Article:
1. Prince Rupert was the first Governor of Hudson’s Bay Company


Prince Rupert
First Governor of Hudson’s Bay Company
From the HBC Corporate Collection
 

2.       


Signing of the Charter by Charles II
On May 2nd, 1670

HBC’s 1915 calendar illustration
Hudson’s Bay Company Archives
Provincial Archives of Manitoba

To determine the definition of Chief Factor, the following was found at:

http://collections.ic.gc.ca/tod/adventure/f_nation/furtrade.htm

Chief Factor:

  • The senior officer at a fur-trading post, responsible for the daily management of the fort.

The Hudson's Bay Company prospered in the fur trade, primarily with the help of the First Nation's people. Year after year, the men of the company shipped the furs to England to make a profit. The company men were of two ranks: the officers and the servants. Officers were paid on a salary, and expected to make a career with the Hudson's Bay Company. Servants were generally paid by contract. The contract lasted for a period of five years. John Tod was an officer of the Hudson's Bay Company who did make a career out of working for the company, and was a salaried employee.

The most senior officer at a post was called the Chief Factor. The factor ran the fort on a daily basis based on orders from the Hudson's Bay Company. The factor was responsible for his post, and he alone was responsible for trading with the Indians, though the actual bartering for pelts was done by the Chief Trader, a position John Tod was commissioned for in 1834. The yearly trading event was a practised ritual. It began when the Indians came downstream with convoys of pelt-laden canoes at the end of the winter hunting season. These convoys arrived at a point above the trading post in June or July. Then, once collected, a mass of canoes made a grand entrance.

 Sweeping around the last bend in the river, the canoes were paddled up the river to the fort, their crews chanting, shouting and firing their muskets into the air to mark the celebration of the event. The waiting Hudson's Bay men raised their flag and fired off a round or two from their cannon to mark the end of another long, lonely winter, and to salute the Indians.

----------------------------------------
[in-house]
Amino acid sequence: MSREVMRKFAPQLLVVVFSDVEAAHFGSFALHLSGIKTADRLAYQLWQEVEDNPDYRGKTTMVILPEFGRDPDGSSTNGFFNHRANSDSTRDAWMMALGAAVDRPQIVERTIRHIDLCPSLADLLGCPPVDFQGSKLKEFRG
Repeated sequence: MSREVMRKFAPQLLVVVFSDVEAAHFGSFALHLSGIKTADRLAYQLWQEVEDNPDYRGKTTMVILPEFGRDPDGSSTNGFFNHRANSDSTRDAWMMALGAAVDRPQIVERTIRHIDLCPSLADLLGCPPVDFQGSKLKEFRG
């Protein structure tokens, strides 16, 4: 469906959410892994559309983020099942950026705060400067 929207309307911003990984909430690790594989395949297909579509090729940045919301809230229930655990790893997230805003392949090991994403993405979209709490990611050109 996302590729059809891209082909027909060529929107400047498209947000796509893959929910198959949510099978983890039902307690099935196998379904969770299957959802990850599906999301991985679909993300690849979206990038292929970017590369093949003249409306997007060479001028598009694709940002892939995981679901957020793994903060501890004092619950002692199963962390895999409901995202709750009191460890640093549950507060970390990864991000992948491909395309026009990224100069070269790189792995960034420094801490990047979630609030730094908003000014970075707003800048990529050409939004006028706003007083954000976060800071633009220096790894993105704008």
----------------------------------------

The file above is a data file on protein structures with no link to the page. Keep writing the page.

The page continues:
Having landed, the Indian captains responsible for trading made their way to the chief factor for a ceremony of greeting based on traditional ritual of the tribal council. The pipe ceremony began with the burning of sage or sweet grass to symbolize purification and cleansing. The ceremony itself was the passing of the peace pipe; smoking it symbolized divine friendship and trust among the First Nations.

 The chief factor would point the pipe in the four directions (North, West, South, and East), smoke the pipe, and then pass it to the chief Indian trading captain. The chief trading captain repeated the actions of the factor, then passed the pipe around the whole party, clockwise (the direction of the sun), with each man smoking in turn. During this time, no talking was initiated. Once the pipe was completely smoked, it was returned to the chief factor who then twirled the pipe four times above his head before placing it on the table. The Indians concluded the ceremony with a resounding Ho, meaning it is so. Then talking and trading could begin.

As a chief trader, John Tod would have dealt with the First Nations people on a one-to-one basis. Because of this method, trading took several days. A Hudson's Bay Company trader might have spent twenty years as a clerk at a post before making this position. It took John Tod twenty-three years of service with the company before he acquired this position. Each of the First Nations would present to John Tod their pelts to be checked for quality. Then he would wait until the Indian peered into the store and chose his barter goods, each item worth a set value in furs. For example, a musket required a dozen "made" beaver. Other items they would trade for included knives, hatchets, flints, files, kettles, cloth, beads and tobacco.